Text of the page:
Dealing with Earache

Earache caused by infections commonly happens between the ages of six months and two years, but can continue happening until your child is an adult. The earache can range from mild discomfort to a very sharp, dull, or burning pain in or around your child’s ears. It happens to children more than it does to adults as children have shorter and narrower Eustachian tubes that are also softer and more difficult to remain open (the Eustachian tube physically links the throat with the middle ear), and a less effective immune system.

The pain or discomfort from earache may be present all the time, or it may happen intermittently. It can also happen in either ear, or it can affect both ears at once. There are many possible causes for earache; some may affect the ear itself, while others may be caused by other conditions that affect the areas close to the ears.


If your child develops a stiff neck (he is unable to rest his chin on his chest), has pink or red swelling behind his ear(s), or a fever above 40°C that does not go down within two hours after taking fever medicine, then see your paediatrician immediately.

Common causes of earache

These include:

  • Teething.
  • Sore throat.
  • Changes in air pressure (e.g. taking a flight or driving through a hilly/mountainous area).
  • Fluid build-up in the middle ear (the area behind the eardrum). Also known as glue ear, can cause some hearing loss in the affected ear(s).
  • Infection of the ear canal (the area outside the eardrum). This condition is known as otitis externa and may be caused by an inflammation or infection of the area at the outer ear/ear canal.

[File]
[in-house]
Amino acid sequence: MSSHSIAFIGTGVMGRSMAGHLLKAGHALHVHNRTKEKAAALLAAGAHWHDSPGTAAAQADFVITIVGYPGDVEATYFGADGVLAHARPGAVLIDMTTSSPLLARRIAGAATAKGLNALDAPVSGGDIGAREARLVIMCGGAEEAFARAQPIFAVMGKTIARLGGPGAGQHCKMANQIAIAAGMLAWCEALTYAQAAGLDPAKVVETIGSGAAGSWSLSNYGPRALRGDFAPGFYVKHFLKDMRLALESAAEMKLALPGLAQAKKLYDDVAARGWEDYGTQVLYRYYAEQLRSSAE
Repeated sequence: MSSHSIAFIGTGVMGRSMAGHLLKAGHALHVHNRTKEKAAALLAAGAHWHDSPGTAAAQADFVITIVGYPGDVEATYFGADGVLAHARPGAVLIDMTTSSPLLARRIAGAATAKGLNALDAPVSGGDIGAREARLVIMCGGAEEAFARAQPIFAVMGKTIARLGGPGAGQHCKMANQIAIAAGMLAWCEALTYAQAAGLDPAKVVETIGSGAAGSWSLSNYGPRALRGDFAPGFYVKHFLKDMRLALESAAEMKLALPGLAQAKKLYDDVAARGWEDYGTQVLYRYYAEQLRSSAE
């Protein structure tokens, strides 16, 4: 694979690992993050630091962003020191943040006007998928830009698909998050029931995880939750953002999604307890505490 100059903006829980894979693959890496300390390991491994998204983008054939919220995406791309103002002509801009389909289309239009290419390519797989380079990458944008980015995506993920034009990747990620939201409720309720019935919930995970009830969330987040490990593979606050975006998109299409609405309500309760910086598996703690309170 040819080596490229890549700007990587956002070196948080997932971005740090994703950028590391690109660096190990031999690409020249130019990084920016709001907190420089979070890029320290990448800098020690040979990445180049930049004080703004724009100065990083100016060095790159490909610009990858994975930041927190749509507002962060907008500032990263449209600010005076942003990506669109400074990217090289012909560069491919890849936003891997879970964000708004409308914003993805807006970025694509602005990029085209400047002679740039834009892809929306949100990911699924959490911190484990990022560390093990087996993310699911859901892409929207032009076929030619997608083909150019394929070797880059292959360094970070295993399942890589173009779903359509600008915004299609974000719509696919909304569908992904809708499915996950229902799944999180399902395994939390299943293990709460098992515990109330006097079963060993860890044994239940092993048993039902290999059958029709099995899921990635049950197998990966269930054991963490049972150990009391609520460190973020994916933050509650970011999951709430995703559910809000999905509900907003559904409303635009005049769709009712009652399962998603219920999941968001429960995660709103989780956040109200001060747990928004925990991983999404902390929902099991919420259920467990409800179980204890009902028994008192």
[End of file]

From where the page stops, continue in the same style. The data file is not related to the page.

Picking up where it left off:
• A boil or an infected hair follicle in the ear canal.
  • Skin conditions can cause the ear canal to become inflamed. This includes conditions such as eczema and seborrheic dermatitis.
  • Physical injury to the ear canal. This may be caused by foreign objects placed in the ear canal –even using cotton buds can damage the sensitive lining of the ear canal.
  • Blocked ear canal. This may be in the form of earwax or foreign objects that the infant/toddler puts into his ear that becomes stuck.
  • Throat infections, tonsillitis, and colds – these can spread to the middle ear, possibly causing otitis media or middle ear infection.


Recognising the signs

  • Appearing hot and irritable
  • Poor feeding in babies, a loss of appetite in children
  • Pulling, tugging or rubbing the affect ear(s)
  • Problems sleeping (e.g. restlessness at night)
  • Running a high fever (over 38°C)
  • Coughing and runny nose
  • Unable to hear sounds as well as he normally does.
  • Problems with his balance (e.g. stumbling when he walks, swaying when sitting/standing upright, etc.)

Some of the more common signs that indicate your baby may be suffering from an earache include:

Did you know?

Ear infections can occur as a single, isolated infection, but can also recur after the condition has cleared up. If this is the case, then you will need to exercise more caution in caring for your child to ensure that the ear infection does not happen regularly.

Earache can be treated

It is important that you stay vigilant to spot the signs of earache early. It is a treatable condition, and if nipped in the bud, will not lead to long-term complications. The most common cause of ear infections is a cold or the flu. These may cause your child’s Eustachian tube to become swollen, thus blocking the flow of air to his middle ear. If your child has allergies, it may also cause a similar effect.

Bacterial infections are also a common cause for earache, and some of the most common bacteria found in infected middle ears are the same ones that cause sinusitis, pneumonia, meningitis, and other respiratory infections. It is possible to vaccinate your child against these by giving him the pneumococcal conjugate vaccine, which can be given to infants and toddlers to prevent deadly complications such as meningitis, pneumonia, and bacteraemia.

An educational contribution by Malaysian Paediatric Association.

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